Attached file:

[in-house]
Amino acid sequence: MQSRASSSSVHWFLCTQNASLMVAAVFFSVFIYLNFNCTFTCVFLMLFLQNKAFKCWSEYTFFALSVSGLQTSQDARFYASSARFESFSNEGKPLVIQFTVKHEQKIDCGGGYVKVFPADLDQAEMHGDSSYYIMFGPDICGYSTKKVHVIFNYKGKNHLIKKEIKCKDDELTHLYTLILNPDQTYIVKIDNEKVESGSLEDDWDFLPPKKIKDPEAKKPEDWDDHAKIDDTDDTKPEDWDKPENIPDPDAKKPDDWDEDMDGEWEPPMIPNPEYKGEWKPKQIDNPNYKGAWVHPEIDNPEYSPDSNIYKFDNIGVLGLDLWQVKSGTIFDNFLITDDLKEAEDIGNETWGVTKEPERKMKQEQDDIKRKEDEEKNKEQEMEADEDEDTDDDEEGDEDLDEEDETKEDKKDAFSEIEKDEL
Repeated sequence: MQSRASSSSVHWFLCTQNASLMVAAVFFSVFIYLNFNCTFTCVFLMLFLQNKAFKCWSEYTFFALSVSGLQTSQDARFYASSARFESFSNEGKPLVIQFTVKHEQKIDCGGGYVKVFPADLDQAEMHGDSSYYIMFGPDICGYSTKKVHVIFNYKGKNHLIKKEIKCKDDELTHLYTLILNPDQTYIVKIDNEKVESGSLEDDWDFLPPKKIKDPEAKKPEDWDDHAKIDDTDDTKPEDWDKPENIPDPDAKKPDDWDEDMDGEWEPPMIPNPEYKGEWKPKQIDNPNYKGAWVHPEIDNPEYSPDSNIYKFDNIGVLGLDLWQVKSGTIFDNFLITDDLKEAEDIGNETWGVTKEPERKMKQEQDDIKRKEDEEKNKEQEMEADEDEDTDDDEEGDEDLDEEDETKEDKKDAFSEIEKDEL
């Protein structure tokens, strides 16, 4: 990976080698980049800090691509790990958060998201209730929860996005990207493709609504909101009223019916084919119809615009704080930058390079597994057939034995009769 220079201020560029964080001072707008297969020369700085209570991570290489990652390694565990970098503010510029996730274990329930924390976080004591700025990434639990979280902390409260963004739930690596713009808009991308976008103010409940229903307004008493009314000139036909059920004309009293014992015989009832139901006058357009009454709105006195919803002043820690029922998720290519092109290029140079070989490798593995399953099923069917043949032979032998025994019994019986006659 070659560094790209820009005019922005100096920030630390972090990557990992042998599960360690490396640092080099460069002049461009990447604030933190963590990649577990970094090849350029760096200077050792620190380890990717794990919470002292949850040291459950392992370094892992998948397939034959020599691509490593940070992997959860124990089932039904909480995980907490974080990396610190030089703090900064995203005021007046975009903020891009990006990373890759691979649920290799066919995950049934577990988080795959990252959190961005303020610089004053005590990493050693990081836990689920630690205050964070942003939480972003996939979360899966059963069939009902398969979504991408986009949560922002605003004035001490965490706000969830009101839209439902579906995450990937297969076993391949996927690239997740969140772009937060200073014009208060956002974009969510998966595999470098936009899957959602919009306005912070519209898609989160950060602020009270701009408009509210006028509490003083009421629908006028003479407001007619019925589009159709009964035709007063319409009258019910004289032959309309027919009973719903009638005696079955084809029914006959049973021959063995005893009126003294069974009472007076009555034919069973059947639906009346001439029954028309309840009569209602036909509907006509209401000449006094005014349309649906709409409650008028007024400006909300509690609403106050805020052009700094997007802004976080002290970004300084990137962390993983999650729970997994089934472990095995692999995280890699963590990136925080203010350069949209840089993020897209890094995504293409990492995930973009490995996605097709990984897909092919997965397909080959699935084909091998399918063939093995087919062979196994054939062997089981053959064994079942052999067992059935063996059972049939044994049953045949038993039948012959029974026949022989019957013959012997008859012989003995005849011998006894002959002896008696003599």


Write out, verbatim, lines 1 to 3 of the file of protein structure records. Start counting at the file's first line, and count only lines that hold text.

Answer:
[in-house]
Amino acid sequence: MQSRASSSSVHWFLCTQNASLMVAAVFFSVFIYLNFNCTFTCVFLMLFLQNKAFKCWSEYTFFALSVSGLQTSQDARFYASSARFESFSNEGKPLVIQFTVKHEQKIDCGGGYVKVFPADLDQAEMHGDSSYYIMFGPDICGYSTKKVHVIFNYKGKNHLIKKEIKCKDDELTHLYTLILNPDQTYIVKIDNEKVESGSLEDDWDFLPPKKIKDPEAKKPEDWDDHAKIDDTDDTKPEDWDKPENIPDPDAKKPDDWDEDMDGEWEPPMIPNPEYKGEWKPKQIDNPNYKGAWVHPEIDNPEYSPDSNIYKFDNIGVLGLDLWQVKSGTIFDNFLITDDLKEAEDIGNETWGVTKEPERKMKQEQDDIKRKEDEEKNKEQEMEADEDEDTDDDEEGDEDLDEEDETKEDKKDAFSEIEKDEL
Repeated sequence: MQSRASSSSVHWFLCTQNASLMVAAVFFSVFIYLNFNCTFTCVFLMLFLQNKAFKCWSEYTFFALSVSGLQTSQDARFYASSARFESFSNEGKPLVIQFTVKHEQKIDCGGGYVKVFPADLDQAEMHGDSSYYIMFGPDICGYSTKKVHVIFNYKGKNHLIKKEIKCKDDELTHLYTLILNPDQTYIVKIDNEKVESGSLEDDWDFLPPKKIKDPEAKKPEDWDDHAKIDDTDDTKPEDWDKPENIPDPDAKKPDDWDEDMDGEWEPPMIPNPEYKGEWKPKQIDNPNYKGAWVHPEIDNPEYSPDSNIYKFDNIGVLGLDLWQVKSGTIFDNFLITDDLKEAEDIGNETWGVTKEPERKMKQEQDDIKRKEDEEKNKEQEMEADEDEDTDDDEEGDEDLDEEDETKEDKKDAFSEIEKDEL